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State v. Hohmann

St. Louis Court of Appeals, Missouri
Apr 15, 1952
248 S.W.2d 49 (Mo. Ct. App. 1952)


No. 28298.

April 15, 1952.


Edward W. Tobin, Edward A. Haid, St. Louis, for appellants.

Thomas Rowe Schwarz and Dunbar Curby, all of St. Louis, for respondents.

The relators in this action sought a writ of mandamus commanding the respondents to declare that James V. Dunbar had been elected a director of the Sieloff Packing Company. It was alleged in relators' petition that Dunbar had been elected on June 8, 1949, to serve as one of the corporate directors for a term of one year. Respondents Hohmann and Sieloff were respectively chairman and secretary of the stockholders' meeting when the disputed election took place. They had declared that Wilfred Schriefer had been elected and so recorded the results of the election. The relators sought an order directing them and the other respondents to declare that James V. Dunbar had been elected and a further order that the corporate records be changed to reflect the declaration sought. An alternative writ was issued, to which a return was filed, and the relators replied. In October, 1949, the issues thus raised were tried. On January 11, 1951, a peremptory writ of mandamus was issued, and the respondents below now prosecute this appeal.

The election which gave rise to this controversy was held in accordance with a notice to the stockholders which stated that the meeting was called for nine o'clock on the morning of June 8. The specific purposes for the meeting were set out. One of these was the election of five directors for the ensuing year and another dealt with the matter of amending the corporation bylaws so as to change the date of the annual stockholders' meeting from the second Wednesday in June to the first Wednesday in February. The notice provided that the polls would remain open until twelve noon.

George H. Hohmann was chairman of the meeting and a Mr. Haverstick and a Mr. Farrell were the appointed and qualified inspectors of the votes. There were only about ten persons present at the meeting but a number of proxies were held by some of those in attendance. The proxies were presented to the inspectors and votes were cast from about ten o'clock on throughout the morning, with the largest number of them being cast between eleven and twelve o'clock. Harry C. Bass, Jr., one of the relators, waited for some proxies to be brought to him from his office. They were delivered to him at the meeting around 11:30 and shortly before 12:00 o'clock he presented them to the inspectors. The inspectors checked the proxies against the stockholders' list. The checking of the proxies took some time, but at 12:25 it was done and Mr. Bass was given a ballot. He then marked his ballot and returned it to the inspectors at 12:29 p. m. During this checking and the voting by Bass there was some discussion between the inspectors and the company's attorney as to Bass' right to vote after twelve o'clock. The inspectors felt that due to the time required to check the proxies the polls should remain open until Bass had voted. They received his ballot and orally reported to the meeting that the results of the election were as follows:

George H. Hohmann 33,331 votes Carl J. Zeitler 33,331 " Frank L. Sieloff 33,328 " James V. Dunbar 20,500 " Harry C. Bass, Jr. 20,075 " Wilfred Schriefer 5 " ------- 140,570

They stated that the ballot of Mr. Bass was not signed and that it had been cast after twelve noon. The chairman then ruled that Bass' votes for Mr. Dunbar could not be counted and declared that Wilfred Schriefer had been elected.

The inspectors later sent to Hohmann, the chairman, a written report showing the vote as tabulated above, but he returned it to them directing them by letter to forward a "correct" report at once.

It was shown by the inspectors that Bass had cast the unsigned ballot and the proxies that he presented checked with the number of votes that he cast.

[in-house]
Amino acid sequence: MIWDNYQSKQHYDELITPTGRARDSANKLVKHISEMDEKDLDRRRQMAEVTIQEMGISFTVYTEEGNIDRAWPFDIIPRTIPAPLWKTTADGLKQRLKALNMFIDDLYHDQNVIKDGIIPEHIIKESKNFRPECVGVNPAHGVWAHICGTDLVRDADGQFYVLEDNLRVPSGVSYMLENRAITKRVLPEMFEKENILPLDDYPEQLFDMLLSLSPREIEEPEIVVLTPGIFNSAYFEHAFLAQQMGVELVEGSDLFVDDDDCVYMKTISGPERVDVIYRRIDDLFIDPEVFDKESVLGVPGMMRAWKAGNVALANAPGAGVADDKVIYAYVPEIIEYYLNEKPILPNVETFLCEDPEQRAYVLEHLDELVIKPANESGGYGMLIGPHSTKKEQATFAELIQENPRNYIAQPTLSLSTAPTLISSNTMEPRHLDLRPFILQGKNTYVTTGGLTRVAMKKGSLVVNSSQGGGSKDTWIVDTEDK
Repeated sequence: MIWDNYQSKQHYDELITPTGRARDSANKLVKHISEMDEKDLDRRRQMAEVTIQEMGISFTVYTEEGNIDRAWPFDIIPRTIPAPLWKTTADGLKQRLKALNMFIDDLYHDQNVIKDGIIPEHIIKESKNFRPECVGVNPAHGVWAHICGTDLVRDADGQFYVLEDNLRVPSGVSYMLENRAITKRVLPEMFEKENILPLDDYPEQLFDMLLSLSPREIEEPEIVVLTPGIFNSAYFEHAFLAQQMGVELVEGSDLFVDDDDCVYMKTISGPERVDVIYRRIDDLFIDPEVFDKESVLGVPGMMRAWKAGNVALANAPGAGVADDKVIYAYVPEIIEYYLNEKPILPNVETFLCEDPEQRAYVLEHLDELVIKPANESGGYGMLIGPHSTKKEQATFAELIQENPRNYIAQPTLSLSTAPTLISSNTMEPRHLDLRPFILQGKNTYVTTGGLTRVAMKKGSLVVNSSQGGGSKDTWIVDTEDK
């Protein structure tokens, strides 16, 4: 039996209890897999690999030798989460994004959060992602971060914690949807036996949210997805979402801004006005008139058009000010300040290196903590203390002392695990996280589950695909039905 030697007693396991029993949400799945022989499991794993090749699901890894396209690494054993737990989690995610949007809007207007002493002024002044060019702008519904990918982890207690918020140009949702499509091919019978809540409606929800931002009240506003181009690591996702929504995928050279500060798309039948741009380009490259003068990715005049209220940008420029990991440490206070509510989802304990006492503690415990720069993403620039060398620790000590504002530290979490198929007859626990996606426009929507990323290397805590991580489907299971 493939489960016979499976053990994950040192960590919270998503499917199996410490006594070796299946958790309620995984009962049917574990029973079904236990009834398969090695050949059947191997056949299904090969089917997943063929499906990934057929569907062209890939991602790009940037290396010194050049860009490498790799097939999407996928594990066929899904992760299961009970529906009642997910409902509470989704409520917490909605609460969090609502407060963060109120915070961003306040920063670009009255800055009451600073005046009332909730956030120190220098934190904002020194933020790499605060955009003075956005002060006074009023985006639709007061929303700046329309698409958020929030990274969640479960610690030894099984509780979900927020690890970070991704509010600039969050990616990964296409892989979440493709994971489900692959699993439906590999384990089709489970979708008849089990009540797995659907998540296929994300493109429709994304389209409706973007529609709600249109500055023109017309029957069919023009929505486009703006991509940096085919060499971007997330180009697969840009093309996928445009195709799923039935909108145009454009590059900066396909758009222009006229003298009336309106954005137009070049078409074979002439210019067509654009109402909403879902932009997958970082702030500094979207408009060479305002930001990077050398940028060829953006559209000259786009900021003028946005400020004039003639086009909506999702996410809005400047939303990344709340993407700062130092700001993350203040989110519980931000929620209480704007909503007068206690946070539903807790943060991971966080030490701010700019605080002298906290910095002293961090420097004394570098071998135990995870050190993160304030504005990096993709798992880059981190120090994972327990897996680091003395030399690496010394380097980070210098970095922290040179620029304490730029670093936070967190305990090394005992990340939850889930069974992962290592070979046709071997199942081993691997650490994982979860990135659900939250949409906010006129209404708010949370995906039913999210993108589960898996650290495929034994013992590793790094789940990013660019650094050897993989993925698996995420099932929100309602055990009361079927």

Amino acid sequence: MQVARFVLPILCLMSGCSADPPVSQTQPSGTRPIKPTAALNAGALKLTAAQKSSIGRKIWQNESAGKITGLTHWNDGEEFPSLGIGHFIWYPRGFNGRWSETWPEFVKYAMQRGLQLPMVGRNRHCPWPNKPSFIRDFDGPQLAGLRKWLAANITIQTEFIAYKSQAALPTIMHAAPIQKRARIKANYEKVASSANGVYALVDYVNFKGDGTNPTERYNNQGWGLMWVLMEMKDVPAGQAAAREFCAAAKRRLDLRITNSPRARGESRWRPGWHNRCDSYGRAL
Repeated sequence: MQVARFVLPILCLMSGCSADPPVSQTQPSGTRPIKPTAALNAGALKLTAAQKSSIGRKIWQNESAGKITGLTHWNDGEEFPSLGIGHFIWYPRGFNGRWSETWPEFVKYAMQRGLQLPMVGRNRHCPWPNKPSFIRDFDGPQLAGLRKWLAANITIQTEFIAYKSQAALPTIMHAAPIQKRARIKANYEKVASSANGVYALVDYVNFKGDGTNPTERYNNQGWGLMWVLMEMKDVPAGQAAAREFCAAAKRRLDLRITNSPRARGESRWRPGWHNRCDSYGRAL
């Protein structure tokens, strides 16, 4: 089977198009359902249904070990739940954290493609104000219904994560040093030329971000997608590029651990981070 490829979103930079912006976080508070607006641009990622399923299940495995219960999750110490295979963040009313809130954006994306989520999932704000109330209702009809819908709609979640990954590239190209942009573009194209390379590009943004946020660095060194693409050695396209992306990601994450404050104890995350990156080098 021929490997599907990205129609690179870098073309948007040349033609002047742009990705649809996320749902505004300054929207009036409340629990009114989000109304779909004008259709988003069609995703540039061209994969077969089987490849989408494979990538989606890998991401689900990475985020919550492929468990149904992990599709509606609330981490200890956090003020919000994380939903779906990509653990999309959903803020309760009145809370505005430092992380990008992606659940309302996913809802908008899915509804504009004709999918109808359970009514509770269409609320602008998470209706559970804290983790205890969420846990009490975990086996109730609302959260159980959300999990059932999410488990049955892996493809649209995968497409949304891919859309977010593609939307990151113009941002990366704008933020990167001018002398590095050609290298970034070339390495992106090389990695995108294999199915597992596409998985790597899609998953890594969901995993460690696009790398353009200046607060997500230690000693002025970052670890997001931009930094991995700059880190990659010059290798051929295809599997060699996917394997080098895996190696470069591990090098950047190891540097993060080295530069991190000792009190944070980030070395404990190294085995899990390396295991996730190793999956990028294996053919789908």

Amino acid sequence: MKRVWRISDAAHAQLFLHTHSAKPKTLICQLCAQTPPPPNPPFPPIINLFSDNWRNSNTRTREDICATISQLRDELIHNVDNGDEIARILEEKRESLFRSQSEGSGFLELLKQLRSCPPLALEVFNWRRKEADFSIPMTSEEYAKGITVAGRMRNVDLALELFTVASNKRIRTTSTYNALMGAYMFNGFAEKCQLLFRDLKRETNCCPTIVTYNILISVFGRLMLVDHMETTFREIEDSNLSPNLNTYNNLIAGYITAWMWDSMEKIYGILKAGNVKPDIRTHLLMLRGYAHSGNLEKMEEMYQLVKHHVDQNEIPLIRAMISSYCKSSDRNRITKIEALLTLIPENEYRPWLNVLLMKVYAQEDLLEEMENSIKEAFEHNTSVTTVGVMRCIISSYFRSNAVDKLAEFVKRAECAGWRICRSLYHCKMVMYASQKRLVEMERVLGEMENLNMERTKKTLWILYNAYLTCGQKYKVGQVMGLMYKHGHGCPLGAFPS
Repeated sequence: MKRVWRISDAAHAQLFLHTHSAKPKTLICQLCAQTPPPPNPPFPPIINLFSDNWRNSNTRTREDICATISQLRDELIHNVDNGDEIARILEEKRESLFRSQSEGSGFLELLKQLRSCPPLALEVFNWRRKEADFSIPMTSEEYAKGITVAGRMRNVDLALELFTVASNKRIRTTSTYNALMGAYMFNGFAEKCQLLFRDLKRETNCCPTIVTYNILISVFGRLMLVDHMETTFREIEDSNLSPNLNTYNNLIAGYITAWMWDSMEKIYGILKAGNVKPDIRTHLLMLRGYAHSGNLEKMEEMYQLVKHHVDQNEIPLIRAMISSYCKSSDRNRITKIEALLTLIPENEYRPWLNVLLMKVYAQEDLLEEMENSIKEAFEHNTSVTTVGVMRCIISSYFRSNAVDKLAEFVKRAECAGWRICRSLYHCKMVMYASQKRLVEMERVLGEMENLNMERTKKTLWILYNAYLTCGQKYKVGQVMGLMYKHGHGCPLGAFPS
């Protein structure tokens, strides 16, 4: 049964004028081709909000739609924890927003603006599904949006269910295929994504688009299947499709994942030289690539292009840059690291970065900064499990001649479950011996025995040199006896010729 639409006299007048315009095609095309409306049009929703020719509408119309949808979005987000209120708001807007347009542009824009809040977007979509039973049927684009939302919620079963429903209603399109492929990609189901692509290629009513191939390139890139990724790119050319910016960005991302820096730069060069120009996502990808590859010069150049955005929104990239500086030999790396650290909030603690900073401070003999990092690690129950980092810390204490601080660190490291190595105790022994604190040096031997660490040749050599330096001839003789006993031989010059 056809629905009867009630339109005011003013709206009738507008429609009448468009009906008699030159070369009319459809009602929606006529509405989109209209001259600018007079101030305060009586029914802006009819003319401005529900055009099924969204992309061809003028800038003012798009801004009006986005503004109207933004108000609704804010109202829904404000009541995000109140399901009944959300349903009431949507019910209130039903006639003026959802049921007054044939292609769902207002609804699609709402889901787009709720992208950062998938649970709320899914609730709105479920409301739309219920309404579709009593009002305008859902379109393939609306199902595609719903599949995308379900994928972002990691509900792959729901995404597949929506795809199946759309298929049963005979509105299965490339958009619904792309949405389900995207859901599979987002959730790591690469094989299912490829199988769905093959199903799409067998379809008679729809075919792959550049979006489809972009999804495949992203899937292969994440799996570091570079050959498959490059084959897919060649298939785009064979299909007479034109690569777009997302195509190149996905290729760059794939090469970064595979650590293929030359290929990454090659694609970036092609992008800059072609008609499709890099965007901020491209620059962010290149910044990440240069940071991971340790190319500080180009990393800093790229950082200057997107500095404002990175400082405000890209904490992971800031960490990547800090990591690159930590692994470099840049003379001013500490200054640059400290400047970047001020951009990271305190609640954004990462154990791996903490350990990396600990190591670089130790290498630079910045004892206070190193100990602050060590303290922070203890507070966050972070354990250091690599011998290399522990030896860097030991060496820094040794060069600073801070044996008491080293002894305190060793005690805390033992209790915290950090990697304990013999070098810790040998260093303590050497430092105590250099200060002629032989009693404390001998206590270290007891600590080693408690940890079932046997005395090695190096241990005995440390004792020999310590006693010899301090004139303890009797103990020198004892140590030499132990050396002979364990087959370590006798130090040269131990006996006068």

The bylaws and minutes of the corporation were in evidence and will be discussed as they relate to the points raised.

Upon this evidence the court issued the peremptory writ of mandamus which directed the respondents to expunge from the minutes of the corporation the declaration that Schriefer had been elected at the meeting of June 8, 1949, and to enter in the minutes a declaration that James V. Dunbar had been elected.

One of the points raised has to do with the pleadings. The appellants state that since the respondents filed a return which put in controversy the averments of the relators' petition the reply of the relators did not sufficiently conform with the statute, and that the court should have quashed its alternative writ. The statute is Missouri Revised Statutes, 1949, Section 529.020, V.A.M.S., which is as follows:

"When any writ of mandamus shall be issued, and return shall be made thereto, the person suing out or prosecuting such writ shall plead to or traverse all or any of the material facts contained in such return."

The reply filed not only categorically traversed every material allegation of the return but made additional statements in negation. We are not informed by the briefs of counsel in what respect they consider the reply insufficient, but we gather from the transcript of their objections below that they thought it necessary for the relators to restate in their reply the allegations contained in their petition. However, such is not the requirement of the statute and the reply was in all respects sufficient.

It also is contended by the appellants that a writ of mandamus should not have issued because it is a writ available only to those who have a clear and explicit right that they seek to enforce and that the right must be in no way dependent upon the discretion of the respondents. On this point there can be no dispute, for the writ will not lie to establish a legal right, but its office is to enforce one that has already been established. State ex rel. and to Use of Crites v. Short, 351 Mo. 1013, 174 S.W.2d 821; State ex rel. Schulz v. Fogerty, Mo.App., 195 S.W.2d 908; State ex rel. Huskey v. Eversole, Mo.App., 177 S.W.2d 654. If Dunbar was elected he had a clear legal right to the office and both he and Bass had an unqualified right to have the minutes of the corporation properly disclose the true result of the election. Mandamus, under such circumstances, would be the proper remedy. In Missouri it has been employed in cases relating to public elections to compel proper certification of election returns. State ex rel. Broadhead v. Berg, 76 Mo. 136; State ex rel. Ford v. Trigg, 72 Mo. 365; State ex rel. Metcalf v. Garesche, 65 Mo. 480. We see no reason why it would not be applicable to a corporation election. It has been so employed in other jurisdictions. State ex rel. Willis v. General Longshore Workers, 202 La. 277, 11 So.2d 589; Lenc v. Zicha, 223 App.Div. 158, 227 N.Y.S. 704; Gentry-Futch Co. v. Gentry, 90 Fla. 595, 106 So. 473. Discussing the use of the writ, it is stated in State ex rel. Blackwood v. Brast, 98 W.Va. 596, 127 S.E. 507, 510: "It is undoubted that, where the title is undisputed or clear, mandamus will lie to deliver or restore an office in a corporation to a person entitled thereto." The fact that Dunbar received 20,500 votes is unquestioned, and if they were properly cast for him he was elected and clearly entitled to be a director.